Our deepest calling is to grow into our own authentic self-hood,
whether or not it conforms to some image of who we ought to be.
As we do so, we will not only find the joy that every human being seeks-
we will also find our path of authentic service in the world.
(Parker J. Palmer, Let Your Life Speak, 16)
A plethora of religion nerds
Here’s the thing about seminary: everyone talks about religion — all. the. time.
I studied religion at a Catholic college and then later at an inter-denominational graduate school. And over those years, I met all kinds of religion nerds:
earth-loving Pagans who taught me to spiral dance,
liberal Catholics who were getting arrested protesting the School of the Americas,
Dominican brothers who could quote Aquinas by chapter and verse,
queer ministers who had been kicked out of multiple denominations before even getting to seminary,
mainline Protestants who were excited about the Emergent church movement….
You get the picture.
And we all talked about religion all the time. I don’t just mean in class. I mean at parties, and over dinner, after mid-week chapel services, at bars, on family vacations, with our therapists, all. the. time.
And it was challenging and annoying and enriching and edifying. And it was my whole world for a lot of years — that is, until I graduated.
Entering the “real” (aka secular) world
After I finished my Masters, I wandered around aimless and lost for a while before landing a job working in Oakland’s public schools.
And suddenly, all that God talk was gone, all the religion nerds were really far away, and all the spirituality got sucked right out of my life.
I won’t lie: It was a tough transition.
However, I feel more prepared for religious leadership now, after a year of working in a secular environment, than I did in the months after my graduation. I feel more able to maintain healthy spiritual practices and more in touch with my identity as a Christian. A year away felt like hitting the “reset” button for my seminary-wearied soul.
Advice for seminary graduates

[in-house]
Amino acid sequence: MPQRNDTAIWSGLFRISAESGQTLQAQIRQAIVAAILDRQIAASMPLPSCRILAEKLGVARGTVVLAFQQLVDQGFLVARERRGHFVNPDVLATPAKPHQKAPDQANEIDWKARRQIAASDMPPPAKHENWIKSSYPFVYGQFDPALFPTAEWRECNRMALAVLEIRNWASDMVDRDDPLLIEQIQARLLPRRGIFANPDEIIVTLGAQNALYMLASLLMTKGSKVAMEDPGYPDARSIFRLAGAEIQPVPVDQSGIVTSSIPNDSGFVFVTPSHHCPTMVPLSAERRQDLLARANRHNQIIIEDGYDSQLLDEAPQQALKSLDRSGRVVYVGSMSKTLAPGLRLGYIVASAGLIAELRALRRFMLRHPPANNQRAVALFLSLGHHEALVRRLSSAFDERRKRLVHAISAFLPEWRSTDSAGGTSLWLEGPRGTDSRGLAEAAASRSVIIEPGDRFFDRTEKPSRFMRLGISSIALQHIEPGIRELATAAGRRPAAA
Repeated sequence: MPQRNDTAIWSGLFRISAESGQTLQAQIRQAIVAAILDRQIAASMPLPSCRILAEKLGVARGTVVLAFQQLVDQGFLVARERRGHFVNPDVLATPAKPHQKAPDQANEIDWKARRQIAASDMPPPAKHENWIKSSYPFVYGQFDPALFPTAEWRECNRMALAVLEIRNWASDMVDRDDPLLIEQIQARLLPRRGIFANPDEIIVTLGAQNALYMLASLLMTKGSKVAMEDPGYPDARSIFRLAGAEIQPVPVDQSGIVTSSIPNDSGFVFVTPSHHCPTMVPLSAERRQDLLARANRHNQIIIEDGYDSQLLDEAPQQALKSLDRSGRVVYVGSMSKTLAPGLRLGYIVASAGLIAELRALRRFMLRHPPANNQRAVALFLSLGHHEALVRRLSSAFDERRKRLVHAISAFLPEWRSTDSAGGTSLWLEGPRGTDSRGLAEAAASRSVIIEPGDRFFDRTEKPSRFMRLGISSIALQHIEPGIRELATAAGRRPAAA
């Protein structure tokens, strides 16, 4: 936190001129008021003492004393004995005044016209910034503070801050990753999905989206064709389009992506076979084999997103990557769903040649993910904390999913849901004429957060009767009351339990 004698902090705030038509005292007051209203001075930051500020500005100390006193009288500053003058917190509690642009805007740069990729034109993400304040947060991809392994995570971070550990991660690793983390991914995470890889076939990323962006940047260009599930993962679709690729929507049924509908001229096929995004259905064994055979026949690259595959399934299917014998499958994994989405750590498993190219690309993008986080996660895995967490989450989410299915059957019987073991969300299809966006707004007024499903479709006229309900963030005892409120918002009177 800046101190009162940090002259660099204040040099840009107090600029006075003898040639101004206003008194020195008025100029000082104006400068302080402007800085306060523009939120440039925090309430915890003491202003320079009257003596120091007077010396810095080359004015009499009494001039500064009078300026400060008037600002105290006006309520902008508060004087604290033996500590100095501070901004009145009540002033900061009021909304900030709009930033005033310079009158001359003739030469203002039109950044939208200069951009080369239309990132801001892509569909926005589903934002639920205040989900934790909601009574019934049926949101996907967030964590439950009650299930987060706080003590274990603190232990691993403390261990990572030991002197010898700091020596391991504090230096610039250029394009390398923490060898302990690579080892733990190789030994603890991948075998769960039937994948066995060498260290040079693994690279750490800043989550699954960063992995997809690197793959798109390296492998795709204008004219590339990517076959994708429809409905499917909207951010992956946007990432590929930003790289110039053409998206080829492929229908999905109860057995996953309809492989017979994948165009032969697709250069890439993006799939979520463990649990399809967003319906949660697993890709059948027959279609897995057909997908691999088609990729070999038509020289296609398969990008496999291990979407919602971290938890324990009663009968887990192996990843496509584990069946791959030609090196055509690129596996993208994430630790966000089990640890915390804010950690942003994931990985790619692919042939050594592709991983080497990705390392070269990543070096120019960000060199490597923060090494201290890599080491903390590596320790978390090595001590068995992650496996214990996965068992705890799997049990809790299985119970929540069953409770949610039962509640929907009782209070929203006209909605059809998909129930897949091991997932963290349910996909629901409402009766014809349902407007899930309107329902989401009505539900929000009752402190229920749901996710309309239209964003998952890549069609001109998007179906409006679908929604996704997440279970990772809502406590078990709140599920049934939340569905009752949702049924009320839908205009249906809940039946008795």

I’m not going to go into the whole debate of a secular/religious dichotomy; I’ll leave that up to you and your dinner table conversation. But I am going to offer some advice to spiritual leaders and post-seminarians who find themselves outside the walls of religious work and struggling with the adjustment.
- Find new spiritual community
Seminarians are inundated with resources for spiritual growth. Not that they’re necessarily helpful or relevant, but they are available. It can be a bit of a system shock to find yourself devoid of those familiar options when you leave. Instead of trying to maintain the fellowship connections you had in school, find new communities to invest in. Schools are transitory places, everyone is always coming and going: you can’t take that community with you. Find new avenues for connection: a church, a small group, a bible study, a prayer meeting, a worship service. After grad school, I left my church and started going to a weekly service, held on my former campus, that I’d rarely attended while I was a student. I found the change really helpful and healthy.
- Develop new spiritual practices
The rhythm of life in graduate school can be drastically different from the rhythm of life in the “working” world. Switch it up! Try new forms of self-care, prayer, worship, devotions, and scriptural study that are better suited to your new life patterns and needs. (Personally, I think this advice applies to all religious leaders, everywhere. Don’t think that your spiritual disciplines need to stay consistent over your whole life. God is spicy and new all the time — don’t be afraid to explore that!)
- Bring your Jesus with you
If you finished seminary and have somehow found yourself working as a barista at the local coffee shop: you are not alone. Many of the seminarians I studied with aren’t working in any kind of traditional “ministry.” That does not mean they are not ministering. If you are feeling like your spiritual life is lonely and dry without the religious community of seminary (as I was), re-frame the way you think about your vocation. You have to integrate your spiritual life into your daily work life; you have to deepen your own connection with God. No one else can do that for you. That’s why you’re trained to be the fabulous, creative religious leader you are!
- Give yourself time to heal
Graduate school is not easy for anyone. And combining your spiritual life with your academic life with your professional life is a tall order. It can take some time to put the pieces back together. If you aren’t sure what your vocational path should look like, give yourself time to figure it out. (I love the Quaker practice of holding Clearness Committees to bring accountability and support to decision-making and discernment.) If you see people doing the kind of ministry you dream of doing, don’t be afraid to reach out and ask them questions. If you don’t see anyone doing the kind of ministry you dream of doing, don’t be afraid to start taking small steps toward making your vision a reality.
– – –
For me, serving an Americorps term of public service gave me the time I needed to create space in my spiritual and professional life to discern my next steps. When I started, it felt like I was moving too slowly, or getting off track, with my career. Looking back, however, I’m grateful for a chance to experience secular work — partly so I could recognize how much I missed spiritual work!
If you’re a seminary grad, what does your ministry look like? How did your spiritual community and practices change after graduation? What was the hardest part about the transition for you?